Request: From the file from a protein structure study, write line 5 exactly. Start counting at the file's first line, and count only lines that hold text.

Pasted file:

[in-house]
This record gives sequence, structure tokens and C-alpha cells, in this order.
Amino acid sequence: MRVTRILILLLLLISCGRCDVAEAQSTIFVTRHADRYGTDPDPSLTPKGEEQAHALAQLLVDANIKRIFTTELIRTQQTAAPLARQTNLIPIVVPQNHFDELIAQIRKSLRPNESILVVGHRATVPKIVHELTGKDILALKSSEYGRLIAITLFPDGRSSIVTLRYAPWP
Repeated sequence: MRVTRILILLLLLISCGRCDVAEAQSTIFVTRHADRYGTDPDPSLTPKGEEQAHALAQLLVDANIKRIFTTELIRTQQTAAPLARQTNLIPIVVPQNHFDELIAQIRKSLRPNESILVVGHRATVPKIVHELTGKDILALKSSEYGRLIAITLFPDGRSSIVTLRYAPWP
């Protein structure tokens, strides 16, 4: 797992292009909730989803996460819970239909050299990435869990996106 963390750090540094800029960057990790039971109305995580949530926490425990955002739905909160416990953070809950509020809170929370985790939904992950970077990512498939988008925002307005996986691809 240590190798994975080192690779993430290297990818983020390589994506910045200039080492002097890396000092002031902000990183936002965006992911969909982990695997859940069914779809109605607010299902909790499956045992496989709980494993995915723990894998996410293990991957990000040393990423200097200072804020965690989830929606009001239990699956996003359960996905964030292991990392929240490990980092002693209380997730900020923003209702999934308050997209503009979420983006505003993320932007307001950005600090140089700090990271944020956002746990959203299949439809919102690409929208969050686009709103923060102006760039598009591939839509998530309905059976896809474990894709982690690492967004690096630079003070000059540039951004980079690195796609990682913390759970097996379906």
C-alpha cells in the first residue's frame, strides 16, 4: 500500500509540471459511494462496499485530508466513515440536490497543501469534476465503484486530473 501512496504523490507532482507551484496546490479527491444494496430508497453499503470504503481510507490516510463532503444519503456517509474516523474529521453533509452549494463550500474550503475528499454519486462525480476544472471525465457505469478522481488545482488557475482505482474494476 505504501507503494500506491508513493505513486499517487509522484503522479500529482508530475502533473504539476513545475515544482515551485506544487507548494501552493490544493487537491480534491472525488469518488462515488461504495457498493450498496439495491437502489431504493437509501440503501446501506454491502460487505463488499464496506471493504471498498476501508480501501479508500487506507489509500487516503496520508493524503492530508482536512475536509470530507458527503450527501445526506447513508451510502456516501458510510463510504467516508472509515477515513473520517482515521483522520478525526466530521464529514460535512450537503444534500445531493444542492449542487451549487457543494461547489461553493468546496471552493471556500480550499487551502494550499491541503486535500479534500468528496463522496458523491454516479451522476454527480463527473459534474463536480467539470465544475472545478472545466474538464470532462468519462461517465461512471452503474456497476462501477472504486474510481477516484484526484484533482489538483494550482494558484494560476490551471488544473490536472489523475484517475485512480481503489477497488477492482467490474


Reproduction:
């Protein structure tokens, strides 16, 4: 797992292009909730989803996460819970239909050299990435869990996106 963390750090540094800029960057990790039971109305995580949530926490425990955002739905909160416990953070809950509020809170929370985790939904992950970077990512498939988008925002307005996986691809 240590190798994975080192690779993430290297990818983020390589994506910045200039080492002097890396000092002031902000990183936002965006992911969909982990695997859940069914779809109605607010299902909790499956045992496989709980494993995915723990894998996410293990991957990000040393990423200097200072804020965690989830929606009001239990699956996003359960996905964030292991990392929240490990980092002693209380997730900020923003209702999934308050997209503009979420983006505003993320932007307001950005600090140089700090990271944020956002746990959203299949439809919102690409929208969050686009709103923060102006760039598009591939839509998530309905059976896809474990894709982690690492967004690096630079003070000059540039951004980079690195796609990682913390759970097996379906």